•  In October, 30 new cross-sectoral collaborative initiatives were announced as part of the National Creativity Fund including Le Chéile, the first music ensemble for young disabled musicians in Europe, led by the RIAM and culminating in the founding of the Open Youth Orchestra of Ireland; the first festival of creativity for children by children at the Ark; the Irish Architecture Foundation's Re-Imagine Programme which connects communities with their local neighbourhoods and environment using creative and collaborative design strategies.
  •  Culture Ireland supported projects in 50 countries reaching a combined audience of 3 million, including a well-received, GB18 programme – which with an investment of over €1m, saw 118 projects presented to total audiences of half a million throughout the UK. Over 200 venues in the programme were featuring Culture Ireland supported events for the very first time.
  •  The Department supported Irish participation in the Venice Biennale - curated in 2018 by two Irish architects – a unique opportunity for Ireland to showcase Irish talent to the world and enable Irish architects achieve international exposure and generate opportunities to present their work Internationally.
  •  National Cultural Institutions:
  •  July saw the opening of a new Cultural and Heritage Centre at the Bank of Ireland, College Green, Dublin 2 – a partnership between the Department and Bank of Ireland. The Centre will host a range of important exhibitions – with the first being ‘Seamus Heaney: Listen Now Again’, an exploration of the life of works of Nobel prize winning poet, Séamus Heaney drawing on the National Library of Ireland’s extensive archive of Heaney manuscripts.
  •  Among the many great exhibitions at the National Gallery of Ireland this year, from July to October the Gallery focused on the painted and graphic work of Irish artist Roderic O’Conor – demonstrating his highly original contribution to the experimentation that revolutionised art in Europe in the late nineteenth century with many artworks not previously seen in public before.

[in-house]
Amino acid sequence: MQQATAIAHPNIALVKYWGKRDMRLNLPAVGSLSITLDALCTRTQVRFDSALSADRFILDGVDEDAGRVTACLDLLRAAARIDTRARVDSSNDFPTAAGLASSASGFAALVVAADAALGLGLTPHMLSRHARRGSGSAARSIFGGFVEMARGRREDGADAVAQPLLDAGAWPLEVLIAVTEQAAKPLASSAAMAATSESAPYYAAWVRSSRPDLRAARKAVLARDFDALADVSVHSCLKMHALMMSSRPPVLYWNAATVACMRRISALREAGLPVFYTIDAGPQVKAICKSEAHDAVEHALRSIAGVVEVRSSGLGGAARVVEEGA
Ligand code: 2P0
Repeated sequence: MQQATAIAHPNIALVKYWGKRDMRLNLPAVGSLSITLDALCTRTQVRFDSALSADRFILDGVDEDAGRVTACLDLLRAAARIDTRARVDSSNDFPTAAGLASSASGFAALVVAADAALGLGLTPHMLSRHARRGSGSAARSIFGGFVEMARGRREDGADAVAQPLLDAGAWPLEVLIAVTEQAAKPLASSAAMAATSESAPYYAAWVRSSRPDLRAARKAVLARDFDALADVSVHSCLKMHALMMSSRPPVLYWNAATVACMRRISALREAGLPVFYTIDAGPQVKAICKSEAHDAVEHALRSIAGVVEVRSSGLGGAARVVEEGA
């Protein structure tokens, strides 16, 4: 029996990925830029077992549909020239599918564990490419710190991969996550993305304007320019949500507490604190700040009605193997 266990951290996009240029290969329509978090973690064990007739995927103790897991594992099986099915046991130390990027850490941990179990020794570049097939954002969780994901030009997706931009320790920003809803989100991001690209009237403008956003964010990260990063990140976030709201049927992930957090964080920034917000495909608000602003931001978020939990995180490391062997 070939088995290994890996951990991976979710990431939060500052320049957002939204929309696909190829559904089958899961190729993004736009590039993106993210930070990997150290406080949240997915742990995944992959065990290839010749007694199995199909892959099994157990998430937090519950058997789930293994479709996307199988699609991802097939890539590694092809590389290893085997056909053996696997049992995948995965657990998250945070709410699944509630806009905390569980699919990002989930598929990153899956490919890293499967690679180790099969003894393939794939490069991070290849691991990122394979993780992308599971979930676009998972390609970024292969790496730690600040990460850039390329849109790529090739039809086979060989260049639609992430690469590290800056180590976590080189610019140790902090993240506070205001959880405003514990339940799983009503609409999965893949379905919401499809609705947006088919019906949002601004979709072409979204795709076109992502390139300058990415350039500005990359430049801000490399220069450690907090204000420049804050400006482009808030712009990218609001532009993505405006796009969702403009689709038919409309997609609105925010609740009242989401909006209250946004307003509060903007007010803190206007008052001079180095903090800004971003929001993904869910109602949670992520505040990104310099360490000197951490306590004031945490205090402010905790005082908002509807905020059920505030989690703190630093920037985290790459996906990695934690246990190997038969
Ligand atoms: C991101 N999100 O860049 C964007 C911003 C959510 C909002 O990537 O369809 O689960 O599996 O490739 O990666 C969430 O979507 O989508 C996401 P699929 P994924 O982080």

•  The Department ongoing support for the digitisation of cultural institutions, collections and archives continued in 2018, with support for a new website providing online access to Chester Beatty Library’s world-renowned collections – which includes extensive information on exhibitions and public programmes and a new searchable database of high-resolution digital images from the museum’s collection;
  •  Government agreed to the transfer of the National Symphony Orchestra to the National Concert Hall;
  •  New €200m Audiovisual Action Plan was published in June – which will provide the necessary environment for Ireland to become a global hub for the production of Film, TV drama and animation.  Further supports for the wider audiovisual sector were announced during 2018, with the extension of Section 481 to 2024 and the regional uplift of 5% to provide an additional incentive to increase Irish and international production across the regions.
  •  Following the inclusion of Uilleann Piping on the UNESCO Representative List of the Intangible Cultural Heritage of Humanity in 2017 (the first ever element from Ireland listed), Ireland’s nomination of Hurling was approved in November 2018, thereby achieving international recognition of hurling as a key element of Ireland’s living heritage to be safeguarded for future generations.


Commemorations/Decade of Centenaries

  •  A number of initiatives and programmes were supported to commemorate the centenary of the signing of the Armistice ending World War I, such as the Fallen Leaves installation in St. Patrick’s Cathedral and the “visit” of the Hauntings Soldier sculpture to St. Stephens Green.  The Department also played the lead role in the hosting of the formal State commemoration of the signing of the Armistice on Sunday 11 November at Glasnevin Cemetery, which was attended by President Higgins and Minister Madigan.
  •  In October, the Department supported a commemoration of the centenary of the sinking of the RMS Leinster – the worst maritime disaster in the Irish Sea, with at least 564 lives lost.
  •  The Decade of Centenaries programme also facilitated a year-long commemoration celebrating 100 years since the passage of legislation allowing women to both vote and stand in parliamentary elections for the first time.


Built and Natural Heritage